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Enlarged Photograph Of May Lillie Housed In An Antique Frame Under Curved Glass by Photographer Unknown

Enlarged Photograph Of May Lillie Housed In An Antique Frame Under Curved Glass

by Photographer Unknown

15" x 9" photograph mounted on a photographer's card with edges trimmed in an antique frame under curved glass. Framed size is 18 1/2" x 11 3/4." World-renowned Wild West showman Gordon William "Pawnee Bill" Lillie was the husband of May Manning Lillie. In 1883 Pawnee Bill he was recruited to help coordinate the efforts of the Pawnee troupe in the first-ever Buffalo Bill Cody's Wild West show. While traveling with the show in Philadelphia, Gordon met May Manning, a fifteen-year-old Quaker girl who was watching the parade. Gordon courted her for two years, and they married on August 31, 1886. Manning's family urged Lillie to create his own Wild West show, and in 1888 he began touring the country with "Pawnee Bill's Wild West." That season the show proved to be a financial failure. "Mary Manning was born on March 12, 1869, in Philadelphia, Pennsylvania. Her parents were physician William R. and Mary Manning. May had two sisters, Elmira, and Elizabeth Manning and a younger brother, William B. Manning. May also had three half-brothers: Samuel, Edward and Albert Eager. May met Gordon William Lillie who became famous as Pawnee Bill while attending Smith College in 1886, they married at her parents’ home in Philadelphia later that year. Gordon Lillie's wedding gift to his bride was a pony and a Marlin .22 target rifle. In 1887 May debuted at a sharpshooter for Pawnee Bill's Great Wild West Show and was billed as 'the greatest Lady Horseback Rifle-shot of the World.' May traveled the country with her husband's show and was one of the first women to perform as an equestrian and shooter in American Wild West shows. May suffered a shooting injury during an act in 1899 that required two of her fingers to be amputated. While on tour in 1907, May gave a speech to women in Chicago, she said: "Let any normally healthy woman who is ordinarily strong screw up her courage and tackle a bucking bronco, and she will find the most fascinating pastime in the field of feminine athletic endeavor. There is nothing to compare, to increase the joy of living, and once accomplished, she’ll have more real fun than any pink tea or theater party or ballroom ever yielded." Eventually, May and Gordon settled in Pawnee, Oklahoma, on Blue Hawk Peak. They built a cabin, established a buffalo herd, and, in 1910, completed work on their Arts and Crafts style home. In 1917, May and Gordon adopted a son whom they named Billy. He died in an accident at the ranch in 1925. While her husband was on tour, May was the hands-on manager of the Lillie buffalo ranch. She believed in the buffalo’s importance to the heritage of the American West and to Plains Indian culture. May was active in the Woman's Relief Corps and was a member of the Eastern Star. She starred in "May Lillie, Queen of the Buffalo Ranch," a film produced at the ranch. In 1936 she and her husband celebrated their fiftieth wedding anniversary in Taos, New Mexico. In September of that year, they attended a local celebration in Tulsa, Oklahoma. While driving back to their ranch that night Gordon lost control of their vehicle. May died on September 17, 1936, as a result of injuries sustained in the accident. In 2011, May Lillie was inducted into the National Cowgirl Hall of Fame for her tireless work during her Wild West show career as well as her role in the preservation of the American bison." ----- Wikipedia. Very good. Provenance: Robert G. McCubbin Collection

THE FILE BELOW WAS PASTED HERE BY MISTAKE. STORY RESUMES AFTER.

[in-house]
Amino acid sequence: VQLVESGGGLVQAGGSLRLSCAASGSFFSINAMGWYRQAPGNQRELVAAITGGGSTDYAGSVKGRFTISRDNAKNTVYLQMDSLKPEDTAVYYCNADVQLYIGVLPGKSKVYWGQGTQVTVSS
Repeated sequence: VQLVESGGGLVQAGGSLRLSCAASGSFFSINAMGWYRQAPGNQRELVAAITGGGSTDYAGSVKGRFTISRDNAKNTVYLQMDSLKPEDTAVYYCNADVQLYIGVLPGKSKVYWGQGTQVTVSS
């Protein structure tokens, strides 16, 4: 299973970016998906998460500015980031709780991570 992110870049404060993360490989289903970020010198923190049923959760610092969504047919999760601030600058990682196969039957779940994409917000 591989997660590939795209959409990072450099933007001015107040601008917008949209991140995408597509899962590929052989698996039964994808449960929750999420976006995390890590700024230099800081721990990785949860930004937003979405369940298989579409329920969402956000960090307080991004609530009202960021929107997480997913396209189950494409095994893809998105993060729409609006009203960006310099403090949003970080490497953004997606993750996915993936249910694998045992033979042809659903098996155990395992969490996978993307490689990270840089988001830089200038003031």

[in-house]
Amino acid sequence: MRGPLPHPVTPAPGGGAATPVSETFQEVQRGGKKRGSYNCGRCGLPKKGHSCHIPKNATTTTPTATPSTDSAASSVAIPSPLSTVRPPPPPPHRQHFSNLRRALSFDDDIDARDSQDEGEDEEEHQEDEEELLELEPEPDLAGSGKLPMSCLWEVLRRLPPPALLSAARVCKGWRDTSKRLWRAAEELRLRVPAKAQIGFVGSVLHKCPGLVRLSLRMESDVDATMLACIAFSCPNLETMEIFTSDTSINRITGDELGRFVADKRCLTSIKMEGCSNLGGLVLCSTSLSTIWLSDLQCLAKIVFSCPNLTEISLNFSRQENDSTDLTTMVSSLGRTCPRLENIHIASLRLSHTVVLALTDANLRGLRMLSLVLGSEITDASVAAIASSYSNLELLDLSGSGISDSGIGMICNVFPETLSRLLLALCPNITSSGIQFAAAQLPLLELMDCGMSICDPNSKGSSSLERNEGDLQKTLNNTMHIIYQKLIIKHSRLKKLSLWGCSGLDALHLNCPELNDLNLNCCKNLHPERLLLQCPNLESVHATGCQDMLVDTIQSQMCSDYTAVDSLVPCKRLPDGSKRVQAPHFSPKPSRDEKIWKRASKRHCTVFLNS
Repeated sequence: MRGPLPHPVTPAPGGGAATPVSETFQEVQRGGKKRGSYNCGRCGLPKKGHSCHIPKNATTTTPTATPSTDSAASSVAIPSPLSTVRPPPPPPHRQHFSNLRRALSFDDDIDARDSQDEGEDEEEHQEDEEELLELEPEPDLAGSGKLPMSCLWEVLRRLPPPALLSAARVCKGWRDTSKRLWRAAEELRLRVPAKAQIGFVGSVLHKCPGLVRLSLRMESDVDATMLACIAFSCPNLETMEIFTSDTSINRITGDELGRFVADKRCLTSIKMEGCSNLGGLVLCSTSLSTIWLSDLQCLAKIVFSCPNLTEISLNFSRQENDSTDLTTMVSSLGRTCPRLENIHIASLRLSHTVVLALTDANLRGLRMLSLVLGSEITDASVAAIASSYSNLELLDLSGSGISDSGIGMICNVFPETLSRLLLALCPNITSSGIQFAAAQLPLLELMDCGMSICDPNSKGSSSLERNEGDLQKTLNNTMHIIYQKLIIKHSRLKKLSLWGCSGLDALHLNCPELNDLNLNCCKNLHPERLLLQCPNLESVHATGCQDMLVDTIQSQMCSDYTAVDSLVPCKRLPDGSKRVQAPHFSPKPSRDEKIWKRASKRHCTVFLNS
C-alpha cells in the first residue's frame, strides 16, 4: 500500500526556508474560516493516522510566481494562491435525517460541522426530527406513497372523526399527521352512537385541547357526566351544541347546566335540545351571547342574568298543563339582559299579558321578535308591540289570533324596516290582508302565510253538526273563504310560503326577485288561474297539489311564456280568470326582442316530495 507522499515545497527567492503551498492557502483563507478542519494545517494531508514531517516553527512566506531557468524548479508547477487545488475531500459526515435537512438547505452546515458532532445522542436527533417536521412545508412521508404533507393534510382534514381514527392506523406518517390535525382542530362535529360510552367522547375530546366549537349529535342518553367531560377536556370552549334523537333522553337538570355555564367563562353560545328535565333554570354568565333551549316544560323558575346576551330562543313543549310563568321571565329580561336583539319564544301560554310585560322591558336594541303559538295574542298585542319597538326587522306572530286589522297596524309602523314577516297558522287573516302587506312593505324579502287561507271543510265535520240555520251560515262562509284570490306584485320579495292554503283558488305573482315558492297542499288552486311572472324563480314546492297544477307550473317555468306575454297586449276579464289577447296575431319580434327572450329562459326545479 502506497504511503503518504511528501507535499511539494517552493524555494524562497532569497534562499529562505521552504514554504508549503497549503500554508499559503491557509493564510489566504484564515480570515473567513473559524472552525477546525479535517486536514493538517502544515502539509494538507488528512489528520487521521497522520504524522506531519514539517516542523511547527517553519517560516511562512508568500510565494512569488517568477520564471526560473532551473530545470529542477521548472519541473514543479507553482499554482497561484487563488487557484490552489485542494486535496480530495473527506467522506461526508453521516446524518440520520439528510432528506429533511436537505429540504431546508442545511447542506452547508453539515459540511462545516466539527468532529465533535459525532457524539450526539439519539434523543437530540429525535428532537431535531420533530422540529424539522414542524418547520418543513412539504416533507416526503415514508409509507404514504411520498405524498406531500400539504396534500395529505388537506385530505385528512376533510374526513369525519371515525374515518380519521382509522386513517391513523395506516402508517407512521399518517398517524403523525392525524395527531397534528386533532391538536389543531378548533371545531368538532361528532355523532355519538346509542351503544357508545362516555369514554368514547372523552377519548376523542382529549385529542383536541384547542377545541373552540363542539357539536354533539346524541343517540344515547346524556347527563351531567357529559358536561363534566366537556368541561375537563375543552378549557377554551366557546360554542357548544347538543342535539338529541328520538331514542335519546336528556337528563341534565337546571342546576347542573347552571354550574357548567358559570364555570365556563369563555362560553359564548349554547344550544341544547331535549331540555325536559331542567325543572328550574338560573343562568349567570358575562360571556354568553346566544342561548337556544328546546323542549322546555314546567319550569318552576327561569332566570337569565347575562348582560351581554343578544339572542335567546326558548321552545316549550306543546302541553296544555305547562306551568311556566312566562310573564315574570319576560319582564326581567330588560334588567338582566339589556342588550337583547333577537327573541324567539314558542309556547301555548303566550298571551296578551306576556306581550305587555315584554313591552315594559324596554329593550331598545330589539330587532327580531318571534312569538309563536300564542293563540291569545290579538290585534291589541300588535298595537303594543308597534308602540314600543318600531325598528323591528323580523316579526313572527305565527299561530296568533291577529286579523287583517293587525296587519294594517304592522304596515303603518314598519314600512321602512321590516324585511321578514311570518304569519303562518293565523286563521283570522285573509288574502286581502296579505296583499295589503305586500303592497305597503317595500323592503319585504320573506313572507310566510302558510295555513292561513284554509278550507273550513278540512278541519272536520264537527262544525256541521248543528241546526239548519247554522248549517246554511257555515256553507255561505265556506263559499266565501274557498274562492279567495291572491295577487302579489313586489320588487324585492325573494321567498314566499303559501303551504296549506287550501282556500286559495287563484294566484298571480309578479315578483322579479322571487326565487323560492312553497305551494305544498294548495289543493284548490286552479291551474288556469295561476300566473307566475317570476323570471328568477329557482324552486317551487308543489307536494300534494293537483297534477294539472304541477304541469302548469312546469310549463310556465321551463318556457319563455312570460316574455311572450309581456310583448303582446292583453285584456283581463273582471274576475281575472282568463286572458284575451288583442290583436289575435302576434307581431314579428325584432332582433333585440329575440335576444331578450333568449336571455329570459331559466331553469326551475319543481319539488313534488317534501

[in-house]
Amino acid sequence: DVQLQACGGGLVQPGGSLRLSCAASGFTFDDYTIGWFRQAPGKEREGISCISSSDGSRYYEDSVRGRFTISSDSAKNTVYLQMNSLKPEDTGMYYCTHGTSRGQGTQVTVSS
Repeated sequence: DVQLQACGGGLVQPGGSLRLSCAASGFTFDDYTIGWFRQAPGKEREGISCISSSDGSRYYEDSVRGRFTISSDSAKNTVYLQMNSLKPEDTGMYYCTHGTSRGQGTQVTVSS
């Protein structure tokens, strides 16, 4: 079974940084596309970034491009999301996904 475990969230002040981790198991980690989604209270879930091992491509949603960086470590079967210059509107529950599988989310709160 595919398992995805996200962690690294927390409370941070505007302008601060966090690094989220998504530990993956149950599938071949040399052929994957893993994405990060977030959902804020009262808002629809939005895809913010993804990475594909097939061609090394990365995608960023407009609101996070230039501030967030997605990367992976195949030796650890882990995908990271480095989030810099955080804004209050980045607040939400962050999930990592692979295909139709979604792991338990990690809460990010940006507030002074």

Inventory Number: 46094